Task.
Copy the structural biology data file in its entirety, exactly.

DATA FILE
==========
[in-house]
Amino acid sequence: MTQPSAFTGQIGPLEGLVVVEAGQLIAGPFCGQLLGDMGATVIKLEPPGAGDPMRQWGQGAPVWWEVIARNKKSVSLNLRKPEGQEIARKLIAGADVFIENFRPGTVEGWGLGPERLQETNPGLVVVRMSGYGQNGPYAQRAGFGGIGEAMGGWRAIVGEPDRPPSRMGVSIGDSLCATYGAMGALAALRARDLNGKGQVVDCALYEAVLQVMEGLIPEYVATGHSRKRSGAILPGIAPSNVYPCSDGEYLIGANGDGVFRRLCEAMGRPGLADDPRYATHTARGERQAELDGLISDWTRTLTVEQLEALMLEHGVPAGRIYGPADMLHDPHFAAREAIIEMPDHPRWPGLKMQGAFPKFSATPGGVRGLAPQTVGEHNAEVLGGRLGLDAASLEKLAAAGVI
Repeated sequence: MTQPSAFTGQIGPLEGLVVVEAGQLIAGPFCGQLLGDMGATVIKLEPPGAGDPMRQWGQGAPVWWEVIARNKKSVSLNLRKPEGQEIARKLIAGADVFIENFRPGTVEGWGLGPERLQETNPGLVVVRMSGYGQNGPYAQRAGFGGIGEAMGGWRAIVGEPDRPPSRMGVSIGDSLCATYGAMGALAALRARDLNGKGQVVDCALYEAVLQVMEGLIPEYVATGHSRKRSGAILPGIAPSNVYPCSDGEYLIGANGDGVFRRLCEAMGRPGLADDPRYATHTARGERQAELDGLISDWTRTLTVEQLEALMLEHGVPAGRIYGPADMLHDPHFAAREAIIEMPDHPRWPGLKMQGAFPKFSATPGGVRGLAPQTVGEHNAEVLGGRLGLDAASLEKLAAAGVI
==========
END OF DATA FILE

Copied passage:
[in-house]
Amino acid sequence: MTQPSAFTGQIGPLEGLVVVEAGQLIAGPFCGQLLGDMGATVIKLEPPGAGDPMRQWGQGAPVWWEVIARNKKSVSLNLRKPEGQEIARKLIAGADVFIENFRPGTVEGWGLGPERLQETNPGLVVVRMSGYGQNGPYAQRAGFGGIGEAMGGWRAIVGEPDRPPSRMGVSIGDSLCATYGAMGALAALRARDLNGKGQVVDCALYEAVLQVMEGLIPEYVATGHSRKRSGAILPGIAPSNVYPCSDGEYLIGANGDGVFRRLCEAMGRPGLADDPRYATHTARGERQAELDGLISDWTRTLTVEQLEALMLEHGVPAGRIYGPADMLHDPHFAAREAIIEMPDHPRWPGLKMQGAFPKFSATPGGVRGLAPQTVGEHNAEVLGGRLGLDAASLEKLAAAGVI
Repeated sequence: MTQPSAFTGQIGPLEGLVVVEAGQLIAGPFCGQLLGDMGATVIKLEPPGAGDPMRQWGQGAPVWWEVIARNKKSVSLNLRKPEGQEIARKLIAGADVFIENFRPGTVEGWGLGPERLQETNPGLVVVRMSGYGQNGPYAQRAGFGGIGEAMGGWRAIVGEPDRPPSRMGVSIGDSLCATYGAMGALAALRARDLNGKGQVVDCALYEAVLQVMEGLIPEYVATGHSRKRSGAILPGIAPSNVYPCSDGEYLIGANGDGVFRRLCEAMGRPGLADDPRYATHTARGERQAELDGLISDWTRTLTVEQLEALMLEHGVPAGRIYGPADMLHDPHFAAREAIIEMPDHPRWPGLKMQGAFPKFSATPGGVRGLAPQTVGEHNAEVLGGRLGLDAASLEKLAAAGVI